Gas Lift Equipment

Gas Lift is one of the artificial lift methods, whereby a pressurized gas, produced by a nearby well, is injected continuously or intermittently into the production tubing to lift the fluids. The gas then travels to a well through a gas lift valve (s) at certain depth. The underlying principle of the gas lift method is that gas reduces the density of the fluid by aerating it with gas bubbles. This in turn reduces bottom-hole pressure, aiding fluids from the reservoir to travel to the wellbore a lot faster and easier

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Category Description

The Gas Lift method is widely used in field known to have a significant amount of natural gas produced with oil and deep-water subsea projects.

Gas lift valves are fitted on a mandrel (conventional or side pocket) that is installed in the production tubing. With the conventional mandrel, the tubing must be pulled out in order to change the gas lift valve, whereas with side pocket mandrel, the gas lift valve can be retrieved and installed using a wire-line unit, which makes it a lot more cost efficient than the conventional mandrel. Gas lift valves are activated either hydraulically (fluids) or pressure assisted, in order to open and close the valve. 

This artificial lift method requires a constant supply of gas under high pressure and flow assurance.  Hence, due diligence shall be conducted at the FEED stage to satisfy this requirement. 

 

The gas lift system consists of:

  • Down-hole valve
  • Mandrel
  • Control section at the surface
  • Gas compression and piping

 

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Risks & Opportunities

Ensuring ease of access and maintenance of Gas lift valve is critical

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Supply & Demand Dynamics

More than 75% of wells worldwide use artificial lift. Depletion rate and maturing of the oilfield is the major driver for using artificial lift technologies. North America holds almost half of the market and will continue to be the dominant place. While the conventional production requires an artificial lift at a later stage during production, unconventional fields use artificial lift very early, due to the fast decline in production. According to Frost & Sullivan, by 2025 92% of the wells will require some form of artificial lift.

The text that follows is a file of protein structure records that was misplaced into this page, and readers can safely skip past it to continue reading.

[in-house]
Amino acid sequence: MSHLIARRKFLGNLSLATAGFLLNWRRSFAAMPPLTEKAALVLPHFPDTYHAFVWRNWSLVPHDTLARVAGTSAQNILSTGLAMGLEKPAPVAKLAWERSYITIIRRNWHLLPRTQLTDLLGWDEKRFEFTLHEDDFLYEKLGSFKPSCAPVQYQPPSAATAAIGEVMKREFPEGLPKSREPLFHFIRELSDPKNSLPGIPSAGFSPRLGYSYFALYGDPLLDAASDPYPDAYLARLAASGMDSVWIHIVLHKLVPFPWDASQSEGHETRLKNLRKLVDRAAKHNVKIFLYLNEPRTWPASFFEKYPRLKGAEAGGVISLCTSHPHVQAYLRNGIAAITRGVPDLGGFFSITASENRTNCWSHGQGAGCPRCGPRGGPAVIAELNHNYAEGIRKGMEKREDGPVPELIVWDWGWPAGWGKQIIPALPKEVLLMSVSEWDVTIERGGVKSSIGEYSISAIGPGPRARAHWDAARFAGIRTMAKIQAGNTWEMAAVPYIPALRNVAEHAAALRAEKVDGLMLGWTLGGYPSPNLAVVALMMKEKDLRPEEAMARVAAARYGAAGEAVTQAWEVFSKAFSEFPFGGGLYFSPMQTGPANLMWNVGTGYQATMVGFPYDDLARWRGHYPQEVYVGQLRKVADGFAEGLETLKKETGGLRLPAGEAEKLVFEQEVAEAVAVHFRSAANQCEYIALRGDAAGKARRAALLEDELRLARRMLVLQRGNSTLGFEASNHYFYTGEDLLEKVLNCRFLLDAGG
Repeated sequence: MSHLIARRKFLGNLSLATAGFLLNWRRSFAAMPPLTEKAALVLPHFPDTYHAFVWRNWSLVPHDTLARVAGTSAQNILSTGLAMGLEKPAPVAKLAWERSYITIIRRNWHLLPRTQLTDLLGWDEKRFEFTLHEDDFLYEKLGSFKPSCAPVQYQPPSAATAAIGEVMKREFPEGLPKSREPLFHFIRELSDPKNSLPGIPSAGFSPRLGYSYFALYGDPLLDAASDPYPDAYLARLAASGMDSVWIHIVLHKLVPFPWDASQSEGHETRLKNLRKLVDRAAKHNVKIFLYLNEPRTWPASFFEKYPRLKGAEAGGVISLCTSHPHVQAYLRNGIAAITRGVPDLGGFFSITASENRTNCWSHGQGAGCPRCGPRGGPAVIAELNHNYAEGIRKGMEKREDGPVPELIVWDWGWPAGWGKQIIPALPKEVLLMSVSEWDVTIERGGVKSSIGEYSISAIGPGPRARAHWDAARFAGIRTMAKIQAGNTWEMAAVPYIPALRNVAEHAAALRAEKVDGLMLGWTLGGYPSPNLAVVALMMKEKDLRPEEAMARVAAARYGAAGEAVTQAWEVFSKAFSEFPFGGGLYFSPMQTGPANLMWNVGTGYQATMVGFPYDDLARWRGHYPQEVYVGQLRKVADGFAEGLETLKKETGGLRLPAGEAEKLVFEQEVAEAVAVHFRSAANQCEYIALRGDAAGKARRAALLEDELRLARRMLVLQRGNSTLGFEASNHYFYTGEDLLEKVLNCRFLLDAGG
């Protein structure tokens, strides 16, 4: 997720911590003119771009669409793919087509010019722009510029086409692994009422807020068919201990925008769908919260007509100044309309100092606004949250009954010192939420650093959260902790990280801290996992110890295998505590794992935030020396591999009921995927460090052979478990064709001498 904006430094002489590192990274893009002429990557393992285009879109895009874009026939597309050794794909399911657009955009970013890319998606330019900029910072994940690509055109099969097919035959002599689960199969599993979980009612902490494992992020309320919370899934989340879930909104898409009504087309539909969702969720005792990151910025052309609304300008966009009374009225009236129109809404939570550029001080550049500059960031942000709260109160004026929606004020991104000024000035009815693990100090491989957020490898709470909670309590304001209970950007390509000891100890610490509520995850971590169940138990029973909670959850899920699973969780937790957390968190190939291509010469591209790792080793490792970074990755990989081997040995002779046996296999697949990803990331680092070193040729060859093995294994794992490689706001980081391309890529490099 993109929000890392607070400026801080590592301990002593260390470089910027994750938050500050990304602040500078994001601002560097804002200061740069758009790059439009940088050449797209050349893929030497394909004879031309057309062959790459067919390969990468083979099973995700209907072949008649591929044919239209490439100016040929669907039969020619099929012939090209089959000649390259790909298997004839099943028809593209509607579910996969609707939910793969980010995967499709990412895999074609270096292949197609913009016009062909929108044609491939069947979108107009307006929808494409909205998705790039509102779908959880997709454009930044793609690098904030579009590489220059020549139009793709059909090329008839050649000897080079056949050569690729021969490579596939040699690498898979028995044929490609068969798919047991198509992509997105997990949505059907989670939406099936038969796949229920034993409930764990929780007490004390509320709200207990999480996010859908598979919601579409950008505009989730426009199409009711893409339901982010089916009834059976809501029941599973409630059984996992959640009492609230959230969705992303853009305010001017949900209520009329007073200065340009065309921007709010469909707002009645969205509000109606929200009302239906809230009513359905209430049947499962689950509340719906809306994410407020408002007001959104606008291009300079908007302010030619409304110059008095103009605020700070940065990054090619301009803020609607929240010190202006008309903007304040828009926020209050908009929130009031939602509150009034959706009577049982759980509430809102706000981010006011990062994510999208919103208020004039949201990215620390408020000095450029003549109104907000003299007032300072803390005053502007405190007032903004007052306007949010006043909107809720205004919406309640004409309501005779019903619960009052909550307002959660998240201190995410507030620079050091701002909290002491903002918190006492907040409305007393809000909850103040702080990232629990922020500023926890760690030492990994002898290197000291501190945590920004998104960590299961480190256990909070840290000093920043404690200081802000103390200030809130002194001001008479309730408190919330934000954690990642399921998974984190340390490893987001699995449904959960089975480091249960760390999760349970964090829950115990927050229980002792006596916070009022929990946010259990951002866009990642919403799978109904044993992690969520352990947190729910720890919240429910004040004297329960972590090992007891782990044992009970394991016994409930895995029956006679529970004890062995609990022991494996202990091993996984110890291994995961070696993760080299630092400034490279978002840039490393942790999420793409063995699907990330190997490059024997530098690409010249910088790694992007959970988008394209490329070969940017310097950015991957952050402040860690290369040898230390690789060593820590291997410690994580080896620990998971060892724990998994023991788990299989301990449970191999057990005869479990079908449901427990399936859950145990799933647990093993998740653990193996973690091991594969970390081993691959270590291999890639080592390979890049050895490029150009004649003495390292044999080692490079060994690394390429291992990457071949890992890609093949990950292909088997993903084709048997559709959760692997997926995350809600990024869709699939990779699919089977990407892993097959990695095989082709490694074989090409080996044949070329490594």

Globally, Gas Lift systems represent around 8 % of the population, but circa 25% in non-rod pumping. The biggest market of Gas Lift systems in the USA, China, and Venezuela. Currently, GCC represents the smallest market for Gas Lift.

A number of demand drivers present in the GCC that will provide a small annual growth

  1. Redevelopment phases in major oilfields (including offshore), hence utilization of artificial lift technologies is expected
  2. Over 5,000 wells are using ESP or Gas Lift

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Cost & Price Analysis

Price Analysis

Gas Lift systems represent a fairly low market share globally. Coupled with medium R&D costs and a small market, the pricing of Gas Lift equipment (valves, mandrels etc) has always been driven by an opportunistic approach and top-bottom pricing, with high premiums charged. In the long run, the prices for Gas Lift systems will not exhibit significant volatility and might be driven by commodity prices.  

 
Cost Analysis 

Since Gas Lift equipment consists of valves and mandrels, the major cost component is metals. Depending on the design and application, the costs of Gas lift valves and mandrels may vary  3x due to the selection of materials and processes, such as welding, brazing and fabrication techniques.

Selection of elastomers/fluoroelastomers (high-quality synthetic rubber for sealing) affects the cost as well, and will a significant element for high pressure and high H2S environment.  

Acquisition for Gas Lift equipment is primarily influenced by two factors - Assembly / Manufacturing costs and R&D costs.

 

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Total Cost of Ownership

Total cost model shall include the costs of:

  • Acquisition
  • Installation
  • Operation & maintenance, including energy costs
  • Change-out / Work-over
  • Downtime
  • Compatibility with other manufactures of side mandrels 
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